I had the pleasure of attending the Spring Institute of the American College of Physician Executives last week. It was refreshing to spend several days with over 700 physicians who are dedicated to developing their leadership skills. ACPE members recognize that healthcare reform will only be successful if the medical profession takes the lead. A few interesting observations by some of the attendees on healthcare hiring:
- Traditional medical training does a disservice to physicians by ignoring leadership and organizational skills. (The ACPE is trying to fill the void.)
- Many of the qualities and behavioral competencies emphasized in medical training make it difficult to assume productive, collaborative, leadership roles.
- One of the greatest challenges of physicians and healthcare organizations as a whole is adapting to change (Which is, obviously, more important than ever.).
- Use of sound executive assessments of physicians could prevent, or help manage, physician disruptive behavior and identify and develop strong leaders.
These comments are supported by an interesting article on the topic by James K. Stoller, M.D., of the Cleveland Clinic. (We previously commented on Dr. Stoller’s article, Can Physicians Collaborate?):
From Developing Physician-Leaders: A Call to Action (published in the Journal of General Internal Medicine, 2009 July; 24(7): 876-878:
The many challenges in health care today create a special need for great leadership. However, traditional criteria for physicians’ advancement to leadership positions often regard academic and/or clinical accomplishments rather than the distinctive competencies needed to lead. Furthermore, physicians’ training can handicap their developing leadership skills.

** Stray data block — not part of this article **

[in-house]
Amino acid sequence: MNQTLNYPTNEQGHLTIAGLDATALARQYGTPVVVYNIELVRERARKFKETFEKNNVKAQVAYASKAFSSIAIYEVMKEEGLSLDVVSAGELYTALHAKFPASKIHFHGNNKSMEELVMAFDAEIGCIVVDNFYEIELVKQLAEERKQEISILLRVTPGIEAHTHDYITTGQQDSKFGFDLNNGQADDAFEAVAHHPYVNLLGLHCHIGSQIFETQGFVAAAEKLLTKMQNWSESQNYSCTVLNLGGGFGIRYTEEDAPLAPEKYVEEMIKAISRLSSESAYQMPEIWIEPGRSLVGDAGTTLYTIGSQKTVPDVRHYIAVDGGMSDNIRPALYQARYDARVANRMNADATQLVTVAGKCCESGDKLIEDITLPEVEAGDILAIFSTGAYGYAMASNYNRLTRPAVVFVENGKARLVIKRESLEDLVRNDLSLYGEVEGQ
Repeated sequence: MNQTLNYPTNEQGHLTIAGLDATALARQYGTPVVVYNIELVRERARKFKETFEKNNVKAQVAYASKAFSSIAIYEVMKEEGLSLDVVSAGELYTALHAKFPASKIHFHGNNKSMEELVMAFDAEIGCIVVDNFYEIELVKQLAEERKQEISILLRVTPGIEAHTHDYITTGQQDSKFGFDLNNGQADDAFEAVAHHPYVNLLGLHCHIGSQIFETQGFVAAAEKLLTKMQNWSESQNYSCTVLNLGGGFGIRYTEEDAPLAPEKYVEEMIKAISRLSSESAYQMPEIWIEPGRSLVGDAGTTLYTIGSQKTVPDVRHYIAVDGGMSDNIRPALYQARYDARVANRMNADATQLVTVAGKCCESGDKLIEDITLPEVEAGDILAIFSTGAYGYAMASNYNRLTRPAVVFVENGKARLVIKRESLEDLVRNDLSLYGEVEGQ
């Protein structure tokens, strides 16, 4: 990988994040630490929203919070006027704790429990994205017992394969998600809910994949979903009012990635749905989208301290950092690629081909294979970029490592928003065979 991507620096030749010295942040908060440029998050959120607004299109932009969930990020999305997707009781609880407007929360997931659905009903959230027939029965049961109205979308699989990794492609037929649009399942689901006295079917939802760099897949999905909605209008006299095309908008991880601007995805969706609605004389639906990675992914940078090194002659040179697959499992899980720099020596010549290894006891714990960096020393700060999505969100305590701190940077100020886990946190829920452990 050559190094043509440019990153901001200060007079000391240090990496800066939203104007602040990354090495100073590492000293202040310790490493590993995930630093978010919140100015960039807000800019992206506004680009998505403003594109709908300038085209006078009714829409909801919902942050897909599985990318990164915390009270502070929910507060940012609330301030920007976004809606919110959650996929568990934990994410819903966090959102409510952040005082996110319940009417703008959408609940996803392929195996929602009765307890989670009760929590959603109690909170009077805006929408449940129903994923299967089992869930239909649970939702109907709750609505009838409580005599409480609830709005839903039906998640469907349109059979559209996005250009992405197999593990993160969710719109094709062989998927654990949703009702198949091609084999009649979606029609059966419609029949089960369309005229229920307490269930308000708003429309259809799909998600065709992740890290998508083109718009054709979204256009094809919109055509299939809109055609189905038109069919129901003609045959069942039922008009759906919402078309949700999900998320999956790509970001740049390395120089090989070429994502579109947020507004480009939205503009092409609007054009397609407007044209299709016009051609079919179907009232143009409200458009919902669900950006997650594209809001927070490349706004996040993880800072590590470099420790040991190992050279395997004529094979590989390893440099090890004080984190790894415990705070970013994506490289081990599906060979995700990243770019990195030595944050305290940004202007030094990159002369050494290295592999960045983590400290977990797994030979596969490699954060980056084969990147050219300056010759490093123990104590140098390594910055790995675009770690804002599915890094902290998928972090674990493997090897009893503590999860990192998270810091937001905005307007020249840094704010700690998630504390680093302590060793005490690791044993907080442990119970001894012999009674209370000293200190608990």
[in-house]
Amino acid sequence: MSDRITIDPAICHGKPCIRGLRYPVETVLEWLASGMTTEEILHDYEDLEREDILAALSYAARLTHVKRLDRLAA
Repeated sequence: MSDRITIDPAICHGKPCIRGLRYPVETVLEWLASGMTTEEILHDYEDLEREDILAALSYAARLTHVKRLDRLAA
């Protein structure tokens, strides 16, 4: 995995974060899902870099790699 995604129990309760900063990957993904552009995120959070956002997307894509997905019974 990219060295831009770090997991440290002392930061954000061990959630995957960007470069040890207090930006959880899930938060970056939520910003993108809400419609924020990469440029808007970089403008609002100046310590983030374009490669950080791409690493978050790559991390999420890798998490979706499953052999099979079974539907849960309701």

Health-care organizations pose special leadership challenges for several reasons. First, health-care organizations are complex, usually characterized by many professional work forces and silos or “fiefdoms.”8–10 Second, characteristics of physicians and of their training conspire against their having “reflexes” for collaboration or followership,9–11 traits that are needed for effective teamwork that leaders must harness for positive organizational change. Third, the demands of training and, in academic settings, of developing academic skills and performance, often compete for physicians’ attention to mastering leadership competencies, thereby potentially handicapping physicians’ leadership skills.
Several of our healthcare clients have recently recognized that leadership training for physicians has its limits. Other industries know that well-designed executive assessment programs can help to identify individuals best suited for leadership positions and can form the basis of an executive development plan. Given the demand on healthcare organizations, and the need for dynamic, skilled leaders, it only makes sense to apply similar tools to develop successful physician executives.